Thursday, November 6, 2008

Election Day

I thought I’d never go to the American Club in Kathmandu. Run by the American Embassy, the three-square block compound looks more like a high security jail than a recreation center. Armed guards line the perimeter and barbed wire coils decorate the three-story high wall. Only Americans are allowed to enter. (If you’re Nepali, tough luck.) According to a friend who’d been, tiled bathrooms, chandeliers, neatly pruned hedges and a grocery store that sells imported organic tahini can be found inside.

It seemed pompous and hopelessly out of touch with its surroundings – a symbol to me of what our country had become. I’ll never go, I thought.

But on election day the Club hosted a party to watch the returns, and I decided to go. I wanted to be amongst “fellow Americans.” I was also secretly excited to see inside, how an ascetic might feel about trying alcohol for the first time.

I expected to feel like an anthropologist – to observe the scene with distance, even distaste, then leave thinking, “OK, I’ve seen it, I’ll never go there again.”

* * *

At 7:30 am on November 5, 2008 (or 8:45 pm EST on November 5th) I take a taxi with Sweta, my American colleague, her husband Michael, and my American friend Brendan.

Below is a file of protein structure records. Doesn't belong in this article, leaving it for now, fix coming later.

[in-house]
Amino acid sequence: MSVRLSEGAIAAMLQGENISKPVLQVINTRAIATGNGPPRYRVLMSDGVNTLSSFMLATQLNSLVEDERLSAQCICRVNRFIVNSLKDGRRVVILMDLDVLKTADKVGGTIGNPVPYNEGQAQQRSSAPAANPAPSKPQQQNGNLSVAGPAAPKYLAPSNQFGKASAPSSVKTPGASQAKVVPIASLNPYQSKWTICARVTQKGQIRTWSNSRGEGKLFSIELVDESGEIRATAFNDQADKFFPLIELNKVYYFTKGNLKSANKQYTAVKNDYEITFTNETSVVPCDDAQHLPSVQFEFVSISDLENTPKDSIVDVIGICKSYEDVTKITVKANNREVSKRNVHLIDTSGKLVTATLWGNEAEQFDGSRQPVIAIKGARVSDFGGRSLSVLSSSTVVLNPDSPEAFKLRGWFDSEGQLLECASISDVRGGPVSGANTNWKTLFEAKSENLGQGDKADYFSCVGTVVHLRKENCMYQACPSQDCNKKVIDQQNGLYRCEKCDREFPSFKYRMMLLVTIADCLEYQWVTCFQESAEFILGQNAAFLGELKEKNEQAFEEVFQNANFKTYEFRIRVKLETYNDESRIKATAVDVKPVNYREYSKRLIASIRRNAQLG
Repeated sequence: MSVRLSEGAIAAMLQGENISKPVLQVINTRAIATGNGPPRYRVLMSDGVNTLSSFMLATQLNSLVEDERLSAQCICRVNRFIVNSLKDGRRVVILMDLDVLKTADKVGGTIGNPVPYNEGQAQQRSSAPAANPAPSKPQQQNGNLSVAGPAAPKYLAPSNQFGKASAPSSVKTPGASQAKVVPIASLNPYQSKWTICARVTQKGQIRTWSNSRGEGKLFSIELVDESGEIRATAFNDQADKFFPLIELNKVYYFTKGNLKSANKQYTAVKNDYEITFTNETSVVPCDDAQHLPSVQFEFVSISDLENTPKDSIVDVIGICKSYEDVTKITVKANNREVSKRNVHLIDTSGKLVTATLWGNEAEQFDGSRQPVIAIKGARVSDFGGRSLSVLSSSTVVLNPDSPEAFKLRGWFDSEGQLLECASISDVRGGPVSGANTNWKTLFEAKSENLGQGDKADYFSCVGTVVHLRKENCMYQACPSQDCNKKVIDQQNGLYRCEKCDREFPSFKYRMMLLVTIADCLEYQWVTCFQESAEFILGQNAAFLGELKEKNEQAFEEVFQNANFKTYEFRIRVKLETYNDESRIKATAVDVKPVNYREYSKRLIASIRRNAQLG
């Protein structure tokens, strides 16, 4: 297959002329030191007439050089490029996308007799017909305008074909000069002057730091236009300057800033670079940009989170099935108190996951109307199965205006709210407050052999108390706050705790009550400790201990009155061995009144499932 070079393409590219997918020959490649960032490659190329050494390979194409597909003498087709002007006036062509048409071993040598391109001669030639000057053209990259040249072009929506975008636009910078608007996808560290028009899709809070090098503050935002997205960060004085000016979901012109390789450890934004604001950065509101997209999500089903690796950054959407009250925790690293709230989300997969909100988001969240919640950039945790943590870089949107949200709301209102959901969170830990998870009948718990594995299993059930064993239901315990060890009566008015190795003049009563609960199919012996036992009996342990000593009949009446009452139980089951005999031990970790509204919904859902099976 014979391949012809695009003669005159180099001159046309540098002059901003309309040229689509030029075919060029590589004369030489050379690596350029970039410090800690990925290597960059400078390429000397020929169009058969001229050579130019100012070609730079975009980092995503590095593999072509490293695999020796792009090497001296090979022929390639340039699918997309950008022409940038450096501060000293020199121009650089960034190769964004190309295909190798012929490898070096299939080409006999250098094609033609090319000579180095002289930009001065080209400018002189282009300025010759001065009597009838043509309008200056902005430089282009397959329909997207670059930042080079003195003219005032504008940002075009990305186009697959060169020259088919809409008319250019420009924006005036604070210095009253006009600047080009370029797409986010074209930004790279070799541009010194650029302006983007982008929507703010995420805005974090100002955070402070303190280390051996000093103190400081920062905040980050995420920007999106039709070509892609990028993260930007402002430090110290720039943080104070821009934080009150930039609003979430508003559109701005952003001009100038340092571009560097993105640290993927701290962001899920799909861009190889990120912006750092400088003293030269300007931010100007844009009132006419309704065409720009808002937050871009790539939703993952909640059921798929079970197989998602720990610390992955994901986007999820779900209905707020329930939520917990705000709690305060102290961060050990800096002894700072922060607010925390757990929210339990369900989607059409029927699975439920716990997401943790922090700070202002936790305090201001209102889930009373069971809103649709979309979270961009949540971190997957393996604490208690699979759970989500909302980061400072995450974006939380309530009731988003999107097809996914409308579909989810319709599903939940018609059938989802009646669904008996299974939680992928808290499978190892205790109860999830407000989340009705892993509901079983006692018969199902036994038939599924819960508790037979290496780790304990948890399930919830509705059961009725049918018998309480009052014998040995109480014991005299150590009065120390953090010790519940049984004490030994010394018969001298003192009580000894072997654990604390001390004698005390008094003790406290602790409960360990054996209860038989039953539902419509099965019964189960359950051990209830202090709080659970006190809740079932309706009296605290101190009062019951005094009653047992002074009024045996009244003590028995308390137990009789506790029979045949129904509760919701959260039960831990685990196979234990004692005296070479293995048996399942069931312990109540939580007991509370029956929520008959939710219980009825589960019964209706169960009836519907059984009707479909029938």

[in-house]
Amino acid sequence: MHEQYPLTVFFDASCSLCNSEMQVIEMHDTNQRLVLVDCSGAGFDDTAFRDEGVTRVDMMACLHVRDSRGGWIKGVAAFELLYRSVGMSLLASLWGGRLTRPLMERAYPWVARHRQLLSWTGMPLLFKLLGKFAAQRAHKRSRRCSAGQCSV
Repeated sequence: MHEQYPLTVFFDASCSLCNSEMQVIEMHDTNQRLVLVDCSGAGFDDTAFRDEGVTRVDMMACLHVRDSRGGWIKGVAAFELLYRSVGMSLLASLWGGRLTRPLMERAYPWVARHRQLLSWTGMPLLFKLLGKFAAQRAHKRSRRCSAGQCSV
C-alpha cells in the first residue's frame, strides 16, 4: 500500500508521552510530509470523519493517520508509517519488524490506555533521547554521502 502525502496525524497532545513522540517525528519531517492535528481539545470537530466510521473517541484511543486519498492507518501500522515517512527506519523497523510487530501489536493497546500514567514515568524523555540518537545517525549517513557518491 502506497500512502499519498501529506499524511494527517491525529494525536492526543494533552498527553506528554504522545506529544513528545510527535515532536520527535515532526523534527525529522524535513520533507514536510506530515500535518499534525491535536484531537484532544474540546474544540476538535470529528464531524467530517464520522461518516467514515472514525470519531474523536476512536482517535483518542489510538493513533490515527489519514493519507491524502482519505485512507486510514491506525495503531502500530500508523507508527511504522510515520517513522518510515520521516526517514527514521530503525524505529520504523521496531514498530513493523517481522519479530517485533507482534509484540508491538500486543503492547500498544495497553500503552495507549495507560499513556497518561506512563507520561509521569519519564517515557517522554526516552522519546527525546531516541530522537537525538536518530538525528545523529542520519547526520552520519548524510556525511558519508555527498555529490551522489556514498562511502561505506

The entrance routine evokes memories from airport security checkpoints – we wait in line; a stern-faced guard flips through our passports then enters them into a database; we walk through a metal detector and a second guard pats us down. Finally, guard number three nods approval and we enter.

Inside, we walk past two clay tennis courts, the American supermarket (large, sterile, without people) and little gold-plated signs with arrows pointing us towards the gym, the sauna and the pool. We find the sign that says “restaurant” and follow it.

The restaurant, where the event is held, smells of pancakes, fancy perfume – and Americans, roughly 50 of them. I haven’t seen this many Americans since my flight from Washington/Dulles four months ago.

At the back of the room, people sit around tables– munching on pancakes and sausages, drinking coffee, half watching the TV in the front of the room, half chatting with one another in rapid American cadence.

A quieter group sits in rows of plastic chairs at the front; their eyes are fixed on the small TV tuned to CNN. They clutch coffee mugs, strain necks towards the TV, speak in low tones to their neighbors, careful not to drown out Anderson Cooper.

Half of the crowd is grey and wrinkled. The old men wear khakis and have bald heads; their wives wear gold earrings and pink lipstick. The other half, the youngsters, wear beards, sandals and beads.

We make our way to the front of the room, walking through the round eating tables. I hear bits of conversations: Do you remember which way Pennsylvania went in the 2004 election? When did you post-mark your absentee ballot? I haven’t had pancakes like these since IHOP!